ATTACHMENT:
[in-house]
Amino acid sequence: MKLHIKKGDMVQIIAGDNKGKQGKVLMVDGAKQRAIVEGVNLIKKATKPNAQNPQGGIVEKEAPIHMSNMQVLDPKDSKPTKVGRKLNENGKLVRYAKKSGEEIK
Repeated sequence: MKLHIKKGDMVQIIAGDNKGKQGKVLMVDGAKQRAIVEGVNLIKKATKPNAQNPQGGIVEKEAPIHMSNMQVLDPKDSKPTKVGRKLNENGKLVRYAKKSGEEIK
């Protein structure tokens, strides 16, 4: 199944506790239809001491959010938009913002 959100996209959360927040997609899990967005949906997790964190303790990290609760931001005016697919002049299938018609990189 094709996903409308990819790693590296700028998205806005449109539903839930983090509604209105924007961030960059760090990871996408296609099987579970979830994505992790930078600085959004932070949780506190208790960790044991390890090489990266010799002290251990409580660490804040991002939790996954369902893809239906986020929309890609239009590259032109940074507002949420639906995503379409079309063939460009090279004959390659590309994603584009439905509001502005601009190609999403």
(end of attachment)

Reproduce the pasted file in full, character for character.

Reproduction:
[in-house]
Amino acid sequence: MKLHIKKGDMVQIIAGDNKGKQGKVLMVDGAKQRAIVEGVNLIKKATKPNAQNPQGGIVEKEAPIHMSNMQVLDPKDSKPTKVGRKLNENGKLVRYAKKSGEEIK
Repeated sequence: MKLHIKKGDMVQIIAGDNKGKQGKVLMVDGAKQRAIVEGVNLIKKATKPNAQNPQGGIVEKEAPIHMSNMQVLDPKDSKPTKVGRKLNENGKLVRYAKKSGEEIK
């Protein structure tokens, strides 16, 4: 199944506790239809001491959010938009913002 959100996209959360927040997609899990967005949906997790964190303790990290609760931001005016697919002049299938018609990189 094709996903409308990819790693590296700028998205806005449109539903839930983090509604209105924007961030960059760090990871996408296609099987579970979830994505992790930078600085959004932070949780506190208790960790044991390890090489990266010799002290251990409580660490804040991002939790996954369902893809239906986020929309890609239009590259032109940074507002949420639906995503379409079309063939460009090279004959390659590309994603584009439905509001502005601009190609999403």